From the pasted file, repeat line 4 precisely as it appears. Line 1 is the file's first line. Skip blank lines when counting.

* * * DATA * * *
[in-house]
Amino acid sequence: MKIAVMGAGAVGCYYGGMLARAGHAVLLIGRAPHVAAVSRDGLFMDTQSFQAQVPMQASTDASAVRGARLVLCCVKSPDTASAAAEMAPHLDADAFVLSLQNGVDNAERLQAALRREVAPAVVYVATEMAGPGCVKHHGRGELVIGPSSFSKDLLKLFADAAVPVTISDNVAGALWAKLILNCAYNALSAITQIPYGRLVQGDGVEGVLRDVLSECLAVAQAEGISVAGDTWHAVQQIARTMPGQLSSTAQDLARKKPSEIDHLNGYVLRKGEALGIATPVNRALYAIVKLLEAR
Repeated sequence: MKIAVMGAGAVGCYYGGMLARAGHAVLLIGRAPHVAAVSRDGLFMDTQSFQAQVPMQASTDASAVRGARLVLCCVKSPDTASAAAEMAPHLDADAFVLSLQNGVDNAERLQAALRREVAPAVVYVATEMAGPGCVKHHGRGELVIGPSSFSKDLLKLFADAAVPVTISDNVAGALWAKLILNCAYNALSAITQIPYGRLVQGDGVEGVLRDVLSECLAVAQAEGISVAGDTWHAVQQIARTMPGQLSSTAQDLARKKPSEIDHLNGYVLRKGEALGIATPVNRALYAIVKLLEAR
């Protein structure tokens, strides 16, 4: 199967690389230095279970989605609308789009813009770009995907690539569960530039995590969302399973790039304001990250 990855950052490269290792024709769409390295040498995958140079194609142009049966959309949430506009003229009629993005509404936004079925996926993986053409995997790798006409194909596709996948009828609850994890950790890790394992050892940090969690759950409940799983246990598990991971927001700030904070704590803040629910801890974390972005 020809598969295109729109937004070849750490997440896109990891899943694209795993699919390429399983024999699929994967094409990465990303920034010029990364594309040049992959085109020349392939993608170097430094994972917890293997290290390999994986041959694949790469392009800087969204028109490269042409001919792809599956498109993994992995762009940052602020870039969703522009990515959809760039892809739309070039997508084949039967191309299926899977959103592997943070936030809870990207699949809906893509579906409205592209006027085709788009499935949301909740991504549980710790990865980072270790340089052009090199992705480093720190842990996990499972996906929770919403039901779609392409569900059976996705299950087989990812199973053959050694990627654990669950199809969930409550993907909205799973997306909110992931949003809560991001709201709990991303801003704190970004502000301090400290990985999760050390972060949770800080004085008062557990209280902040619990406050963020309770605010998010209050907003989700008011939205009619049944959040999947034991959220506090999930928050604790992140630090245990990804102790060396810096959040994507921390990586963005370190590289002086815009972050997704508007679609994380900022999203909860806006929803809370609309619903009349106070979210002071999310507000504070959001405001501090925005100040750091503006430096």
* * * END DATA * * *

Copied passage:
């Protein structure tokens, strides 16, 4: 199967690389230095279970989605609308789009813009770009995907690539569960530039995590969302399973790039304001990250 990855950052490269290792024709769409390295040498995958140079194609142009049966959309949430506009003229009629993005509404936004079925996926993986053409995997790798006409194909596709996948009828609850994890950790890790394992050892940090969690759950409940799983246990598990991971927001700030904070704590803040629910801890974390972005 020809598969295109729109937004070849750490997440896109990891899943694209795993699919390429399983024999699929994967094409990465990303920034010029990364594309040049992959085109020349392939993608170097430094994972917890293997290290390999994986041959694949790469392009800087969204028109490269042409001919792809599956498109993994992995762009940052602020870039969703522009990515959809760039892809739309070039997508084949039967191309299926899977959103592997943070936030809870990207699949809906893509579906409205592209006027085709788009499935949301909740991504549980710790990865980072270790340089052009090199992705480093720190842990996990499972996906929770919403039901779609392409569900059976996705299950087989990812199973053959050694990627654990669950199809969930409550993907909205799973997306909110992931949003809560991001709201709990991303801003704190970004502000301090400290990985999760050390972060949770800080004085008062557990209280902040619990406050963020309770605010998010209050907003989700008011939205009619049944959040999947034991959220506090999930928050604790992140630090245990990804102790060396810096959040994507921390990586963005370190590289002086815009972050997704508007679609994380900022999203909860806006929803809370609309619903009349106070979210002071999310507000504070959001405001501090925005100040750091503006430096």